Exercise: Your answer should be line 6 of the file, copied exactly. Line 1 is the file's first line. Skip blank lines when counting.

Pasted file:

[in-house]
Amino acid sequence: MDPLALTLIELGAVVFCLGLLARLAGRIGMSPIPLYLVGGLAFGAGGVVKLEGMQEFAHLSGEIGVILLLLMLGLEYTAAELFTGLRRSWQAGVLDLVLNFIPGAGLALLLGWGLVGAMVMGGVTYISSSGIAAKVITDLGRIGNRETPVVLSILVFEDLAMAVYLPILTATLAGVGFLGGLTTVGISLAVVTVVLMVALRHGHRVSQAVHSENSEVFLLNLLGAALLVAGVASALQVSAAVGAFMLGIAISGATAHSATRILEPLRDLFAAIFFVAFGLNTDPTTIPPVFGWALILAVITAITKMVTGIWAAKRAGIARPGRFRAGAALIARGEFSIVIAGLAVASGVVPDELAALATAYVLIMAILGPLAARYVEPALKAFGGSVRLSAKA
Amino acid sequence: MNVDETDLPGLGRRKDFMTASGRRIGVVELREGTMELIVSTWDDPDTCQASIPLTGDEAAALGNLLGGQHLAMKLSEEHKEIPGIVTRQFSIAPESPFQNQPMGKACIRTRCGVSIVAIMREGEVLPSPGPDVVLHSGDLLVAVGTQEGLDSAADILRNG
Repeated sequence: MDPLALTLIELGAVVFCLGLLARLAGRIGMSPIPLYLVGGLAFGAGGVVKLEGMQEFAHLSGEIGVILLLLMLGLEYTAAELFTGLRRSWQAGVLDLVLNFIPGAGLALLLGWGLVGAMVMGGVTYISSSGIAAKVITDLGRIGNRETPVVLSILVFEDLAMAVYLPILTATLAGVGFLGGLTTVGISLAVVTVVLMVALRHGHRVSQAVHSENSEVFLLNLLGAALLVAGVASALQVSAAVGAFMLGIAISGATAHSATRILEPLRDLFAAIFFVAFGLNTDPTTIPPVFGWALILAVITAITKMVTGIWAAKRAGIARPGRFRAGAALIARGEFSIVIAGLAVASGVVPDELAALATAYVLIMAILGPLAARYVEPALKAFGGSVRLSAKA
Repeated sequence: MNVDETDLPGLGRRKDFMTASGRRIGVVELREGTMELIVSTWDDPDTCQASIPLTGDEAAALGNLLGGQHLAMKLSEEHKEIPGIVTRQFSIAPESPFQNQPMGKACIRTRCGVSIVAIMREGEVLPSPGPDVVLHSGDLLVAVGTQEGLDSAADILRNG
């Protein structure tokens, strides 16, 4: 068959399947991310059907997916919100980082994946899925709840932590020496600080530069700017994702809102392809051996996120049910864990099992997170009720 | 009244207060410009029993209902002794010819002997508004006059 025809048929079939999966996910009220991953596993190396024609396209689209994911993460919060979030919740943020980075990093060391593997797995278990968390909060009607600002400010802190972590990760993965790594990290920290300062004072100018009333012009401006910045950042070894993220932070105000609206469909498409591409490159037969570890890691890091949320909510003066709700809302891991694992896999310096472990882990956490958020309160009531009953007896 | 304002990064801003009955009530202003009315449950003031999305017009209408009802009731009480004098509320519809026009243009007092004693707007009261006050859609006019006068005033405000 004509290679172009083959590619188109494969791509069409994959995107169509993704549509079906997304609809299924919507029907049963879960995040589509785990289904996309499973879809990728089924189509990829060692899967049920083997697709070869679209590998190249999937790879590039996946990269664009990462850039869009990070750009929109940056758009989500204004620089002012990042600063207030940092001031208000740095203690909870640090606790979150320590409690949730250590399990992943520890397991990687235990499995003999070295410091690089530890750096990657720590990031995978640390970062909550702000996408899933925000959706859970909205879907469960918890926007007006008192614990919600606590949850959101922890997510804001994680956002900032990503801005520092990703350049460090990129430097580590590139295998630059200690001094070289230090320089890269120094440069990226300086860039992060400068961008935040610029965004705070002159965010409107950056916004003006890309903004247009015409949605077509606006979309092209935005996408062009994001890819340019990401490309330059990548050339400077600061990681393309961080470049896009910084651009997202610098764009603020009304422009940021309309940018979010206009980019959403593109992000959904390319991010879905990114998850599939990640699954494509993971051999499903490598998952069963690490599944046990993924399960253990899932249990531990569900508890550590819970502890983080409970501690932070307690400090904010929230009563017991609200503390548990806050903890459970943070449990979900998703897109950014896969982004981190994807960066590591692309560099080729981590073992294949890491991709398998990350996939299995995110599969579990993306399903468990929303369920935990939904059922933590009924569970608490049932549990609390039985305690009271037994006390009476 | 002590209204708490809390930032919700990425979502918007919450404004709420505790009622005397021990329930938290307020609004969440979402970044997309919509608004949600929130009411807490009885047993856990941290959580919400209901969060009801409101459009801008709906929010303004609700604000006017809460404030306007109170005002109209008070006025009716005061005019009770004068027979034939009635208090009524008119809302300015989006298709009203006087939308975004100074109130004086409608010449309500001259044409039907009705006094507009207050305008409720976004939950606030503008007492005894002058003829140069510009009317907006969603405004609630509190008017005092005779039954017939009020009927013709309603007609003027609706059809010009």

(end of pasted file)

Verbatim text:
């Protein structure tokens, strides 16, 4: 068959399947991310059907997916919100980082994946899925709840932590020496600080530069700017994702809102392809051996996120049910864990099992997170009720 | 009244207060410009029993209902002794010819002997508004006059 025809048929079939999966996910009220991953596993190396024609396209689209994911993460919060979030919740943020980075990093060391593997797995278990968390909060009607600002400010802190972590990760993965790594990290920290300062004072100018009333012009401006910045950042070894993220932070105000609206469909498409591409490159037969570890890691890091949320909510003066709700809302891991694992896999310096472990882990956490958020309160009531009953007896 | 304002990064801003009955009530202003009315449950003031999305017009209408009802009731009480004098509320519809026009243009007092004693707007009261006050859609006019006068005033405000 004509290679172009083959590619188109494969791509069409994959995107169509993704549509079906997304609809299924919507029907049963879960995040589509785990289904996309499973879809990728089924189509990829060692899967049920083997697709070869679209590998190249999937790879590039996946990269664009990462850039869009990070750009929109940056758009989500204004620089002012990042600063207030940092001031208000740095203690909870640090606790979150320590409690949730250590399990992943520890397991990687235990499995003999070295410091690089530890750096990657720590990031995978640390970062909550702000996408899933925000959706859970909205879907469960918890926007007006008192614990919600606590949850959101922890997510804001994680956002900032990503801005520092990703350049460090990129430097580590590139295998630059200690001094070289230090320089890269120094440069990226300086860039992060400068961008935040610029965004705070002159965010409107950056916004003006890309903004247009015409949605077509606006979309092209935005996408062009994001890819340019990401490309330059990548050339400077600061990681393309961080470049896009910084651009997202610098764009603020009304422009940021309309940018979010206009980019959403593109992000959904390319991010879905990114998850599939990640699954494509993971051999499903490598998952069963690490599944046990993924399960253990899932249990531990569900508890550590819970502890983080409970501690932070307690400090904010929230009563017991609200503390548990806050903890459970943070449990979900998703897109950014896969982004981190994807960066590591692309560099080729981590073992294949890491991709398998990350996939299995995110599969579990993306399903468990929303369920935990939904059922933590009924569970608490049932549990609390039985305690009271037994006390009476 | 002590209204708490809390930032919700990425979502918007919450404004709420505790009622005397021990329930938290307020609004969440979402970044997309919509608004949600929130009411807490009885047993856990941290959580919400209901969060009801409101459009801008709906929010303004609700604000006017809460404030306007109170005002109209008070006025009716005061005019009770004068027979034939009635208090009524008119809302300015989006298709009203006087939308975004100074109130004086409608010449309500001259044409039907009705006094507009207050305008409720976004939950606030503008007492005894002058003829140069510009009317907006969603405004609630509190008017005092005779039954017939009020009927013709309603007609003027609706059809010009």